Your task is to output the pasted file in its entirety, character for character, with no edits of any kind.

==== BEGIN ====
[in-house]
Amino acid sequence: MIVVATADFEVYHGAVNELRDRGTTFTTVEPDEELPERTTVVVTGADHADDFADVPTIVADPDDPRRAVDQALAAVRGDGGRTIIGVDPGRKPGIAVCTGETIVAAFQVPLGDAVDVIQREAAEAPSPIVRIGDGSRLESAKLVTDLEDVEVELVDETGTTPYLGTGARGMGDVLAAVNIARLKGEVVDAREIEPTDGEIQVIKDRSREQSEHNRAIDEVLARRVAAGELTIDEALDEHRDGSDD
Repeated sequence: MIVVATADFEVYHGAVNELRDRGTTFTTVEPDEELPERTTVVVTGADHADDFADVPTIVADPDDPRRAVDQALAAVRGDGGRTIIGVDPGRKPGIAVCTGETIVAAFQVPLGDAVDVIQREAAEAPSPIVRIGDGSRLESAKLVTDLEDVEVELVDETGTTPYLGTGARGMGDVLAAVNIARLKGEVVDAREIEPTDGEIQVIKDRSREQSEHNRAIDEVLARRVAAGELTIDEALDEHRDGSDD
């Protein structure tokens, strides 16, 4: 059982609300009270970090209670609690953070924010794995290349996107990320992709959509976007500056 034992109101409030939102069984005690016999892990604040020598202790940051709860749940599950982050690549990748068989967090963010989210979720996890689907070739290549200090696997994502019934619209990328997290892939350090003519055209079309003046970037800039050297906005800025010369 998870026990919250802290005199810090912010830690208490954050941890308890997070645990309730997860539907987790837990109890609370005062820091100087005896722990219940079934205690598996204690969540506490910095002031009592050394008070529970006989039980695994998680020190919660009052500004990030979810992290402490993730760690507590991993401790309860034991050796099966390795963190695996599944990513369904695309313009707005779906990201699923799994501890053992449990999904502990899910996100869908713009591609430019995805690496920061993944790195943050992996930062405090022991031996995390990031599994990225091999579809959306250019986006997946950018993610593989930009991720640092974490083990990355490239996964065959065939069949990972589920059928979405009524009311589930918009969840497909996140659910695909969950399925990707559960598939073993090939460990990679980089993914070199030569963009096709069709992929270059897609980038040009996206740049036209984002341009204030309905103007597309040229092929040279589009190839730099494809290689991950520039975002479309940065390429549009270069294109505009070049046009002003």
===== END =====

[in-house]
Amino acid sequence: MIVVATADFEVYHGAVNELRDRGTTFTTVEPDEELPERTTVVVTGADHADDFADVPTIVADPDDPRRAVDQALAAVRGDGGRTIIGVDPGRKPGIAVCTGETIVAAFQVPLGDAVDVIQREAAEAPSPIVRIGDGSRLESAKLVTDLEDVEVELVDETGTTPYLGTGARGMGDVLAAVNIARLKGEVVDAREIEPTDGEIQVIKDRSREQSEHNRAIDEVLARRVAAGELTIDEALDEHRDGSDD
Repeated sequence: MIVVATADFEVYHGAVNELRDRGTTFTTVEPDEELPERTTVVVTGADHADDFADVPTIVADPDDPRRAVDQALAAVRGDGGRTIIGVDPGRKPGIAVCTGETIVAAFQVPLGDAVDVIQREAAEAPSPIVRIGDGSRLESAKLVTDLEDVEVELVDETGTTPYLGTGARGMGDVLAAVNIARLKGEVVDAREIEPTDGEIQVIKDRSREQSEHNRAIDEVLARRVAAGELTIDEALDEHRDGSDD
């Protein structure tokens, strides 16, 4: 059982609300009270970090209670609690953070924010794995290349996107990320992709959509976007500056 034992109101409030939102069984005690016999892990604040020598202790940051709860749940599950982050690549990748068989967090963010989210979720996890689907070739290549200090696997994502019934619209990328997290892939350090003519055209079309003046970037800039050297906005800025010369 998870026990919250802290005199810090912010830690208490954050941890308890997070645990309730997860539907987790837990109890609370005062820091100087005896722990219940079934205690598996204690969540506490910095002031009592050394008070529970006989039980695994998680020190919660009052500004990030979810992290402490993730760690507590991993401790309860034991050796099966390795963190695996599944990513369904695309313009707005779906990201699923799994501890053992449990999904502990899910996100869908713009591609430019995805690496920061993944790195943050992996930062405090022991031996995390990031599994990225091999579809959306250019986006997946950018993610593989930009991720640092974490083990990355490239996964065959065939069949990972589920059928979405009524009311589930918009969840497909996140659910695909969950399925990707559960598939073993090939460990990679980089993914070199030569963009096709069709992929270059897609980038040009996206740049036209984002341009204030309905103007597309040229092929040279589009190839730099494809290689991950520039975002479309940065390429549009270069294109505009070049046009002003």